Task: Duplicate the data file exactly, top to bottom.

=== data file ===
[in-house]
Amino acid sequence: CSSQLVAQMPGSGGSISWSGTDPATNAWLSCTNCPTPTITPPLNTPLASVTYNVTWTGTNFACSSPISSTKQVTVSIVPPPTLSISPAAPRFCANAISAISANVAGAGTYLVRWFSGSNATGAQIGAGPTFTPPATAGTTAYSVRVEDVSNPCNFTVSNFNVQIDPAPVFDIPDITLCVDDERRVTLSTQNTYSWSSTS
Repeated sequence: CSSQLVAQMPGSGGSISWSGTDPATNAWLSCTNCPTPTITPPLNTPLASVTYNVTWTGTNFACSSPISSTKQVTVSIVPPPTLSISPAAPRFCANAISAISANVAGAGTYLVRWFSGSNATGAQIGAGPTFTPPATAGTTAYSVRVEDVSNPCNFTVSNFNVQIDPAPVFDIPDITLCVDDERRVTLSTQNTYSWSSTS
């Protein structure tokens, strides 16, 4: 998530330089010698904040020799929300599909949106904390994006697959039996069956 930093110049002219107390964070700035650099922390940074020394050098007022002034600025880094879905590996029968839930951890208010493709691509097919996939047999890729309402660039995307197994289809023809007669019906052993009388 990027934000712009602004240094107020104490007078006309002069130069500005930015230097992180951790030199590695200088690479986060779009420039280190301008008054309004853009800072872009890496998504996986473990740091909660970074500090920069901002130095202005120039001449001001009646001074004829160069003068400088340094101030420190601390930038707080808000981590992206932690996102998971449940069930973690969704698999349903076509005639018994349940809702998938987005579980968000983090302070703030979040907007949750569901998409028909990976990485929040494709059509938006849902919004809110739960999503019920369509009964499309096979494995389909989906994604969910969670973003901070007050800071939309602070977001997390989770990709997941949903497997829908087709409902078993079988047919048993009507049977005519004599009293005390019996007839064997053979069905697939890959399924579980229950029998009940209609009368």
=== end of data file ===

[in-house]
Amino acid sequence: CSSQLVAQMPGSGGSISWSGTDPATNAWLSCTNCPTPTITPPLNTPLASVTYNVTWTGTNFACSSPISSTKQVTVSIVPPPTLSISPAAPRFCANAISAISANVAGAGTYLVRWFSGSNATGAQIGAGPTFTPPATAGTTAYSVRVEDVSNPCNFTVSNFNVQIDPAPVFDIPDITLCVDDERRVTLSTQNTYSWSSTS
Repeated sequence: CSSQLVAQMPGSGGSISWSGTDPATNAWLSCTNCPTPTITPPLNTPLASVTYNVTWTGTNFACSSPISSTKQVTVSIVPPPTLSISPAAPRFCANAISAISANVAGAGTYLVRWFSGSNATGAQIGAGPTFTPPATAGTTAYSVRVEDVSNPCNFTVSNFNVQIDPAPVFDIPDITLCVDDERRVTLSTQNTYSWSSTS
């Protein structure tokens, strides 16, 4: 998530330089010698904040020799929300599909949106904390994006697959039996069956 930093110049002219107390964070700035650099922390940074020394050098007022002034600025880094879905590996029968839930951890208010493709691509097919996939047999890729309402660039995307197994289809023809007669019906052993009388 990027934000712009602004240094107020104490007078006309002069130069500005930015230097992180951790030199590695200088690479986060779009420039280190301008008054309004853009800072872009890496998504996986473990740091909660970074500090920069901002130095202005120039001449001001009646001074004829160069003068400088340094101030420190601390930038707080808000981590992206932690996102998971449940069930973690969704698999349903076509005639018994349940809702998938987005579980968000983090302070703030979040907007949750569901998409028909990976990485929040494709059509938006849902919004809110739960999503019920369509009964499309096979494995389909989906994604969910969670973003901070007050800071939309602070977001997390989770990709997941949903497997829908087709409902078993079988047919048993009507049977005519004599009293005390019996007839064997053979069905697939890959399924579980229950029998009940209609009368």